Using std::vector<std::variant<...>> and polymorphic_array will result in larger memory consumption, but they allow for sorted containers. The good thing about them is that when the container is destroyed, the whole block of memory can be returned to the operating system. multivector and poly_collection are better choices if the container doesn’t need to be sorted since they require a minimum amount of memory and they lend themselves easily to compiler optimizations.

Large classes

Another important “anti-pattern” that you should avoid is creating large classes. Everyone has dealt with a “megaclass” or “world-class” that contains many data members. Nobody is actually sure what are the responsibilities of those classes, and nobody has the guts and nerves to refactor them.

Apart from being difficult to maintain, from the performance perspective they are a nightmare. Modern processors profit from data locality, i.e. when the data they access together are close to each other in memory. With large classes this is not possible. The class should have a clear responsibility and only contain those members which are relevant for its job. If you need more data to do another type of work, consider creating another class. Also keeping classes independent of each other will help the performance.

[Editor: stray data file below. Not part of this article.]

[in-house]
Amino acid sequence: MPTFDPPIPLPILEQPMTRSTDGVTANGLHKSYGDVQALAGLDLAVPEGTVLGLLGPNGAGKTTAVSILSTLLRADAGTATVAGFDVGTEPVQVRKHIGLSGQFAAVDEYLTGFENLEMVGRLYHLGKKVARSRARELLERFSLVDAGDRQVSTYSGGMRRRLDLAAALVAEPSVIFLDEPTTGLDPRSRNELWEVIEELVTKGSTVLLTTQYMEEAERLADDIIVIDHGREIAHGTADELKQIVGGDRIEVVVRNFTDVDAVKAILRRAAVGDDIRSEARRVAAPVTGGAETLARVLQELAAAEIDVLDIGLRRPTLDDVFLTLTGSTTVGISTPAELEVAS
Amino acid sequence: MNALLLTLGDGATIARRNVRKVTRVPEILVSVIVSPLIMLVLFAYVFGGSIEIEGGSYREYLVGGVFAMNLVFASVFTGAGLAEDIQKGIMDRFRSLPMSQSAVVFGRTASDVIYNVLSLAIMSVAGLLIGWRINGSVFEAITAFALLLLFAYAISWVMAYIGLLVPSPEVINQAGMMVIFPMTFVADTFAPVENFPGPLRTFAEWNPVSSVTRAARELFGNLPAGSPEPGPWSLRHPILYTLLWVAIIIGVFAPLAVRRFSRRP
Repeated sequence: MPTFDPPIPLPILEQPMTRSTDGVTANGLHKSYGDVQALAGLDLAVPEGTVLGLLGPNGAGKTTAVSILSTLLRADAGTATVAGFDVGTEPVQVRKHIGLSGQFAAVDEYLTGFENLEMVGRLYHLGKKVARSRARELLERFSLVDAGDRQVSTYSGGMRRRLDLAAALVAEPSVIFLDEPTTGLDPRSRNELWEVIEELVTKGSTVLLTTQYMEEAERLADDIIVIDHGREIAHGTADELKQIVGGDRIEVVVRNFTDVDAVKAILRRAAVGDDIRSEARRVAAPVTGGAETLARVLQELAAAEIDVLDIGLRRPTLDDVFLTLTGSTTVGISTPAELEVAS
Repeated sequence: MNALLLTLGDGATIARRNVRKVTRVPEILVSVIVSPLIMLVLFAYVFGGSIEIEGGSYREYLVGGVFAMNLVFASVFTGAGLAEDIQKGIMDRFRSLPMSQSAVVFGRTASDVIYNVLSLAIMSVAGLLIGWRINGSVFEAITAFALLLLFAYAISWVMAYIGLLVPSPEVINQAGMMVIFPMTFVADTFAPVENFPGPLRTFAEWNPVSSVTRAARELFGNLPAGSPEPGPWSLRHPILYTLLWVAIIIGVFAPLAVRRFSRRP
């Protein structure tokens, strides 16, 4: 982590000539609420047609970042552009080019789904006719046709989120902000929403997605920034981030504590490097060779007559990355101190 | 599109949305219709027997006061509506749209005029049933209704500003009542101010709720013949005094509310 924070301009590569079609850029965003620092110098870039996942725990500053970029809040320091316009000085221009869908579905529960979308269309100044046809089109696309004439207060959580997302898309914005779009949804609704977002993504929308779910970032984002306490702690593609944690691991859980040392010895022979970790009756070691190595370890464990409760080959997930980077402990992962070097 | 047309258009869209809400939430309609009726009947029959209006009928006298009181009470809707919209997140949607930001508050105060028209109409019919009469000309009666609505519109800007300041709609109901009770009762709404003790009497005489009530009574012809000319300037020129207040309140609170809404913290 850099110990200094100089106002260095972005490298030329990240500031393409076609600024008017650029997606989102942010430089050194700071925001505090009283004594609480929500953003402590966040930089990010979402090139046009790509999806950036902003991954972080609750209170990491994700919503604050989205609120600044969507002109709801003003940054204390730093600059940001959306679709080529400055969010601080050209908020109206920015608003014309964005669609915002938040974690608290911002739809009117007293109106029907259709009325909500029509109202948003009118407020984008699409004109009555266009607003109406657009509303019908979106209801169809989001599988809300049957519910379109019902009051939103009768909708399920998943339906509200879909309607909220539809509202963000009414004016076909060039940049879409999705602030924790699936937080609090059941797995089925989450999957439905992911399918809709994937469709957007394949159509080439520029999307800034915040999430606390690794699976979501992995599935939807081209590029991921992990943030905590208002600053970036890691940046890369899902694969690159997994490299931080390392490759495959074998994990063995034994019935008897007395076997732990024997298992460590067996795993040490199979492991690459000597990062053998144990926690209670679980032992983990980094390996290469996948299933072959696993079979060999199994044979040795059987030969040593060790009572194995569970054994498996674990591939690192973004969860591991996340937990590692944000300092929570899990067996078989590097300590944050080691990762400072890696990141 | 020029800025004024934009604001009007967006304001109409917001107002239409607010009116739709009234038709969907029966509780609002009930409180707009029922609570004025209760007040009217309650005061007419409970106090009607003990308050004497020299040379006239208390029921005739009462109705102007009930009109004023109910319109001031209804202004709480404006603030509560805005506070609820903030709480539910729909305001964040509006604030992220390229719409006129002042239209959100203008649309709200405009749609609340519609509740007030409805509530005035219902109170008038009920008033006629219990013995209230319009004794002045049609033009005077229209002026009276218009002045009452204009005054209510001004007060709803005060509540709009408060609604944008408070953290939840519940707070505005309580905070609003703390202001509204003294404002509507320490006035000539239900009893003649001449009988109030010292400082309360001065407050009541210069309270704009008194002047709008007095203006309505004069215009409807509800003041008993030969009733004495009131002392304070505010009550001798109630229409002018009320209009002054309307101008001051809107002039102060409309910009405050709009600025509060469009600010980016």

We investigated performance and class size in the earlier post about performance and class size. The performance difference between a small and a large class that does the same job can be substantial (in our measurements, up to four times difference in speed)!

Large virtual functions in unsorted containers

In CPU terminology there is “hot code”, code that the CPU has already seen and knows some statistics about. CPU typically runs hot code much faster than the code it sees for the first time. CPU has a “limited memory”, i.e. running the new code will make it forget the statistics about the old code.